## How much power should programmers have?

True or False?

Programmers should not be required or allowed to specify any choice of algorithm or representation when a clearly better choice having equivalent results can be found by analysis, profiling, and consultation of a large knowledge base.

Compilers should for example treat any code describing a bubblesort, once detected, as a call to a better sorting algorithm. If this requires extensive analysis to figure out exactly how to map the bubblesort onto the better sort, then damnit that analysis ought to be done!

The minimal "compiling" tests used by most compilers are only enough to find the most simple and obvious optimizations and bugs. Working through the whole knowledge base may take weeks of time on all of your company's thousand servers, so it should be a background task that runs continuously.

Automated agents distributed with the IDE should participate in a distributed network to gather and share knowledge about code equivalents and optimizations as they are discovered. If any pattern of code existing in the local codebase is proven semantically equivalent to some class of more efficient implementations, by any agent anywhere in the world, then the news ought to come to the local agent via the network, so that next time, and every subsequent time, that local code gets compiled, the compiler will know that it should be compiled as though it were one of those more efficient implementations.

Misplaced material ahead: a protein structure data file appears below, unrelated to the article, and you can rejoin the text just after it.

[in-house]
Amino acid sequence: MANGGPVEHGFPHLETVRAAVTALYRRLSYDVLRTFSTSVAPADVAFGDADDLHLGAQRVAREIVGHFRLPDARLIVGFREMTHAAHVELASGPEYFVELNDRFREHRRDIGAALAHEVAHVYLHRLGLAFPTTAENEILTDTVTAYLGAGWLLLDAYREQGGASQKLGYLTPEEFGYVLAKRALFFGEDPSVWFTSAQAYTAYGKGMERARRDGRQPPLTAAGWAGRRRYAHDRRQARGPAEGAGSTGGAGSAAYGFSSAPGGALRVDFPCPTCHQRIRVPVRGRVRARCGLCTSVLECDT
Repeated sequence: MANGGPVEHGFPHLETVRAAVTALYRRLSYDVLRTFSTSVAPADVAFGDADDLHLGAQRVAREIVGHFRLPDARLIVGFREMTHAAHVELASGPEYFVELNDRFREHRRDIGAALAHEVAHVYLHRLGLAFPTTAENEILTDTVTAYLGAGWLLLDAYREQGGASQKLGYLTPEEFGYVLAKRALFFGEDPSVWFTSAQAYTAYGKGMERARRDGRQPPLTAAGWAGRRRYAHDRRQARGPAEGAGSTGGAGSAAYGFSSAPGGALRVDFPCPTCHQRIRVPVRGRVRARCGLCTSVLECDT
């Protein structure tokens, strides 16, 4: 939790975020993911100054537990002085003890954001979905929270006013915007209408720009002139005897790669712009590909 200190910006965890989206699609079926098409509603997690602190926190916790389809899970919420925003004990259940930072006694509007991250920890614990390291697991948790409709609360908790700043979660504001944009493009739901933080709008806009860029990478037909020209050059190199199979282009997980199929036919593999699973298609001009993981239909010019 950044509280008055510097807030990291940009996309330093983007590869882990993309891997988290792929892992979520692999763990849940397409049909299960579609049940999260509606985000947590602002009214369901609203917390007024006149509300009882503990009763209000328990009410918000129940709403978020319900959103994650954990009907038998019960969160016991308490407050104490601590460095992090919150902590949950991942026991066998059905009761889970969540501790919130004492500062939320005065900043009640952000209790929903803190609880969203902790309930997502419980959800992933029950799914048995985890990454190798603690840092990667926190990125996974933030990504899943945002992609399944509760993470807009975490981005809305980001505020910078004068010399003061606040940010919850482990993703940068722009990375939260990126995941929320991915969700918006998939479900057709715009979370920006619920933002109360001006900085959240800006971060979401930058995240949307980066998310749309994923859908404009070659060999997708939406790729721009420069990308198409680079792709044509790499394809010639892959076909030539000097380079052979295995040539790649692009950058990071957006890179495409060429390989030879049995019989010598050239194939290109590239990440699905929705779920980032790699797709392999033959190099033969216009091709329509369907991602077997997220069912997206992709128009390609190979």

Likewise, any analysis technique which can, statically or dynamically, detect unambiguous bugs (such as 'malloc' being called while a call frame for a destructor is on the stack in C++, or detecting race conditions in threaded code, or detecting a side effecting function used in an "assert", etc) should, once discovered, be distributed over the network and, on receipt and periodically thereafter, run against the local codebase. These tests ought to be running continuously, in round-robin style, in the background whenever any workstation has the IDE or the headless agent running, and the work ought to be shared out to all IDE's and agents accessing the same codebase so as to minimize the total time to complete testing of the whole codebase in its current version.